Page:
Report message39

  • Message 90

    , in reply to message 89.

    Posted by Yakram (U2443370) on Wednesday, 25th April 2012

    Thanks Guys and Gals! Hopefully we will see you on the Other Side (not the dark one) - on the GW magazine website fora??

    Report message40

  • Message 91

    , in reply to message 86.

    Posted by Gartenmeister (U14860990) on Wednesday, 25th April 2012

    Well my gardening chums, Obi-wan, Yakkers, Nooj, Myco, Dezza, the elusive Mr A...

    The most devilish plant based sci-fi plot came to me in a fever-induced vision last night, at this eleventh hour. Consider this: BRYOPHYTES. That's right - mosses, liverwort etc fused with humans.

    Now, I know that you might envision fluffy, wooly humanoids bumbling along on their feet, but think again... remember your plant science... remember the 'alternation of generations', diploids and haploids and all that... Yes, their dominant form is the GAMETOPHYTE phase! Think about it!!!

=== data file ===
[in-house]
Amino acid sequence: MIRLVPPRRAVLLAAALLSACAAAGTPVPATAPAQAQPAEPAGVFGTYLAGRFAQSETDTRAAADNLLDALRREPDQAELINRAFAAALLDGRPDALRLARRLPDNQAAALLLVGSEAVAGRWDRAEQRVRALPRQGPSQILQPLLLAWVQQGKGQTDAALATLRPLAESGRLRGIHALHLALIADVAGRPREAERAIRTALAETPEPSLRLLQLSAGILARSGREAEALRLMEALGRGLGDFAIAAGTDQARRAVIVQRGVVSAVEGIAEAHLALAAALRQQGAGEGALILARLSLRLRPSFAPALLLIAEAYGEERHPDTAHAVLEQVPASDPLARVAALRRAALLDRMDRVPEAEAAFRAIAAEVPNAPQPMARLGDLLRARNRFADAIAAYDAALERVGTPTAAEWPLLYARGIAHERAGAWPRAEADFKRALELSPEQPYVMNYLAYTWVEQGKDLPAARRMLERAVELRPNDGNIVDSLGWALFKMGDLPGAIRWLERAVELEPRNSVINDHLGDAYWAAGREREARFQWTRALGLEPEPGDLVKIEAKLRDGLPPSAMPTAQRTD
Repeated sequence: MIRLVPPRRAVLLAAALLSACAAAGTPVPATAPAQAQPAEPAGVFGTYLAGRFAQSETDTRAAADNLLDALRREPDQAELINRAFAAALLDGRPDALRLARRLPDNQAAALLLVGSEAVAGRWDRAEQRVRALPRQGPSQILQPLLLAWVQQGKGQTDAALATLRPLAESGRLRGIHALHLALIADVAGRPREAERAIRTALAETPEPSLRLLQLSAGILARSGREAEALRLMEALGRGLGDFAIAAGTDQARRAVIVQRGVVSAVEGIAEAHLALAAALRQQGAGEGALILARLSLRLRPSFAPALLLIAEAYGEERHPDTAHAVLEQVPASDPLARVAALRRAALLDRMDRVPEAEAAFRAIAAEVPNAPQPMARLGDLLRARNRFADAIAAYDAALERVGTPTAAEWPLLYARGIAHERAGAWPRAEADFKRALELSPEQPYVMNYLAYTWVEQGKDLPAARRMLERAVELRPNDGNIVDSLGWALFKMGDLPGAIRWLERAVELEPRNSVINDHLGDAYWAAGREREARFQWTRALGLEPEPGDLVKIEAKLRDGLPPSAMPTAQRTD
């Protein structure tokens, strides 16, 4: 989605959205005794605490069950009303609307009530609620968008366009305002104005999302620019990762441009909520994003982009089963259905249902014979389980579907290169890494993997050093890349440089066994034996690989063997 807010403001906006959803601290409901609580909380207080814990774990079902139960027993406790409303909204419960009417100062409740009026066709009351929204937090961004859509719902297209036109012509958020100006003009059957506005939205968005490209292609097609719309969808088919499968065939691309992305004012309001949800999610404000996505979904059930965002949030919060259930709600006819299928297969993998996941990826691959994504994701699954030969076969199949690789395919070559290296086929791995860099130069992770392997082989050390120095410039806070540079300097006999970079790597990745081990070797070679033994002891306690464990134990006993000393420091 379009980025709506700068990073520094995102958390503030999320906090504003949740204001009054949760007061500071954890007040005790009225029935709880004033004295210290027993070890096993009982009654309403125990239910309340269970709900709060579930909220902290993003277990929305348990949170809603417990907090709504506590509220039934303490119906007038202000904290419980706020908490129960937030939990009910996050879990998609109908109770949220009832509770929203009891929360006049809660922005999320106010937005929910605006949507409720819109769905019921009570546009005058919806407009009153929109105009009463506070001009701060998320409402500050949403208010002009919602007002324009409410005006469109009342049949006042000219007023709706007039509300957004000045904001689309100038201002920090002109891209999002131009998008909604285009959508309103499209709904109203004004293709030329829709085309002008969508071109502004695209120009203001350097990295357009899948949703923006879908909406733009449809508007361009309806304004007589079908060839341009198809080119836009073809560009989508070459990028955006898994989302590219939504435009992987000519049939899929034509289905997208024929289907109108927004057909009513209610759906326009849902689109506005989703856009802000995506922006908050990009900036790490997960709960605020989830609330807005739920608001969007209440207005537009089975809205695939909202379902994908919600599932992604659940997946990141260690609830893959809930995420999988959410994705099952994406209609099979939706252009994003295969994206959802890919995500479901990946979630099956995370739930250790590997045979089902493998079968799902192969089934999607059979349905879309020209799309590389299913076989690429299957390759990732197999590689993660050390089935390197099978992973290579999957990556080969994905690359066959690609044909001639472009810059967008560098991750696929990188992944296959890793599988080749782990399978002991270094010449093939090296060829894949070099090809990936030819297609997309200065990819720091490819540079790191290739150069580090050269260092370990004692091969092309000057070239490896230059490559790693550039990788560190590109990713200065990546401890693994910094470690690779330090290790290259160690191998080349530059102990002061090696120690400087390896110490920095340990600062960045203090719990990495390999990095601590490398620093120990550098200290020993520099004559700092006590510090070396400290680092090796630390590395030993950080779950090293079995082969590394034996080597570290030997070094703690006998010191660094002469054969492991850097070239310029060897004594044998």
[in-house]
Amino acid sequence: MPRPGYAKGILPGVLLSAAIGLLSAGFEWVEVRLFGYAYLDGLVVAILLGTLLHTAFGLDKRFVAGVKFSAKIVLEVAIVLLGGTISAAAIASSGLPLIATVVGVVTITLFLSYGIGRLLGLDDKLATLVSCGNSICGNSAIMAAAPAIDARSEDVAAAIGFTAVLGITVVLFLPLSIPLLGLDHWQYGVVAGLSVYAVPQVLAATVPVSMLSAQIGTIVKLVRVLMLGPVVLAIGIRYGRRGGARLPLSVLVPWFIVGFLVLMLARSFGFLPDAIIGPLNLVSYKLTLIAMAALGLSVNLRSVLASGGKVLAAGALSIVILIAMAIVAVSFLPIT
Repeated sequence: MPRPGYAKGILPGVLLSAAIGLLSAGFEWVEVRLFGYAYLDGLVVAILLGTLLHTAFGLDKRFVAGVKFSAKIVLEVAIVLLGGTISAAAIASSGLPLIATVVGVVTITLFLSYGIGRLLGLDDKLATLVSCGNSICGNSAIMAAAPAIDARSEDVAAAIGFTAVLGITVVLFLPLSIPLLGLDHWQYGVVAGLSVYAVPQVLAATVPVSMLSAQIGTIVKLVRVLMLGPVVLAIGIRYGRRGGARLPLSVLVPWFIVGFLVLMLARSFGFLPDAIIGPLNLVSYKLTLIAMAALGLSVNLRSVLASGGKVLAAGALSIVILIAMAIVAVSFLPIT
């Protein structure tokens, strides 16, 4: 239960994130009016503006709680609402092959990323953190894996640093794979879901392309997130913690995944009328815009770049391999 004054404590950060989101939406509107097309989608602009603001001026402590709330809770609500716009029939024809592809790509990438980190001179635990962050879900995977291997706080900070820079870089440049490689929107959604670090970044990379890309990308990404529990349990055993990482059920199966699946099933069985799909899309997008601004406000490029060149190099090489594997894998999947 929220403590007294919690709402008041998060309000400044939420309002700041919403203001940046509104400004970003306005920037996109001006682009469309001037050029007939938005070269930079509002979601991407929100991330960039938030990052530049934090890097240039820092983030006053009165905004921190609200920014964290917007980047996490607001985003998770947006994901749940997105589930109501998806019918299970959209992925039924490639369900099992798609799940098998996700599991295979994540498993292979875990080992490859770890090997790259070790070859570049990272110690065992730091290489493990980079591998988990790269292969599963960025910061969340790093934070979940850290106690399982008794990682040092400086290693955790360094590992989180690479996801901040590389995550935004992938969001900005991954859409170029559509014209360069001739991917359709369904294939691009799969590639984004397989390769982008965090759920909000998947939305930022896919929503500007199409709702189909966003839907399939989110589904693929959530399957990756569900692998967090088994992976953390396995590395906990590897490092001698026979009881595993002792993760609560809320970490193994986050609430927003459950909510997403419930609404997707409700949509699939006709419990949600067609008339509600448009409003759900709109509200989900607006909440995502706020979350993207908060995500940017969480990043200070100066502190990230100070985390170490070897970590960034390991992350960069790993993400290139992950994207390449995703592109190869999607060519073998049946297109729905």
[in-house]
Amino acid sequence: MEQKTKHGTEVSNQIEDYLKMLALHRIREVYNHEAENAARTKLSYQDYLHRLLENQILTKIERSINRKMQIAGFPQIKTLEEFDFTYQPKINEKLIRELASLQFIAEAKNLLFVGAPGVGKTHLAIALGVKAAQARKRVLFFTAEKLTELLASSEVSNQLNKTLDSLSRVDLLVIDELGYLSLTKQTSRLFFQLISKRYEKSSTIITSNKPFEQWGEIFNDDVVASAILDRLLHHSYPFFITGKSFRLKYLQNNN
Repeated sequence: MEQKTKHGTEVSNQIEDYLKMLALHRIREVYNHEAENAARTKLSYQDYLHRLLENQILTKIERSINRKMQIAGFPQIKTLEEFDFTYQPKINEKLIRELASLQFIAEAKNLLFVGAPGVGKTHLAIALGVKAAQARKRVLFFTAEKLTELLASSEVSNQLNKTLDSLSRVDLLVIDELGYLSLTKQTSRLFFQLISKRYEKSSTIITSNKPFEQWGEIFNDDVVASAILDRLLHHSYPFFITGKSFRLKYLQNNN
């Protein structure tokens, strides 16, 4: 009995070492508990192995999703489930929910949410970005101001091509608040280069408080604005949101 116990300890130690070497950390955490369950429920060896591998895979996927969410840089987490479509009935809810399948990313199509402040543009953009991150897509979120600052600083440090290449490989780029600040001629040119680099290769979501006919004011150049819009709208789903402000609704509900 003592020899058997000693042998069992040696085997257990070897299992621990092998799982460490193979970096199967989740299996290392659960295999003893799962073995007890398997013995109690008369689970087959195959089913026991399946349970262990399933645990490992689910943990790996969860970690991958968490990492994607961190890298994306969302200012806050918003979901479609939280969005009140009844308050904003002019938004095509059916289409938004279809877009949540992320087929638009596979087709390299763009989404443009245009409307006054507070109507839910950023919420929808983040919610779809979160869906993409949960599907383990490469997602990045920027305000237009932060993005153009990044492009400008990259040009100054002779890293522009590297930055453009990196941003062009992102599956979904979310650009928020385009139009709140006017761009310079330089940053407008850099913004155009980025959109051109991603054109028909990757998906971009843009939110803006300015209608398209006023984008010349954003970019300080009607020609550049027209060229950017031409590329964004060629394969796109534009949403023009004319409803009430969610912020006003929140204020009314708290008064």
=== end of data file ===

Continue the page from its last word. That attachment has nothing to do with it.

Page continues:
Milky green creatures like The Blob, part liverwort like scales, part seminal conglomerate, pulsating amorphously, leaving a crusty, pearlescent trail in it's wake... Remorselessly firing chromosome splitting rays in a Brandhamesque fashion to instantly convert victims into haploid half-lings…

    Where will the home of gardening sci-fi be next?!



    Report message41

  • Message 92

    , in reply to message 91.

    Posted by nooj (U13729031) on Wednesday, 25th April 2012

    Do you want to know something very sad - my first thought was what a mess they would make when they had a bath.
    Don't know why....
    So, is the end of everything tonight.?
    i've lost the plot.
    If it is, goodbye nice life will be less without you

    Report message42

  • Message 93

    , in reply to message 92.

    Posted by Derek Pig (U14833635) on Wednesday, 25th April 2012

    This is it Nooj- the end of days. That the end should come in a mass of haploid gametophyte creamy wazz syrup is the not the way that i saw it ending. What are we going to do? Where are we going to be welcome?

    and this night of all nights, where is WAV?

    Report message43

  • Message 94

    , in reply to message 93.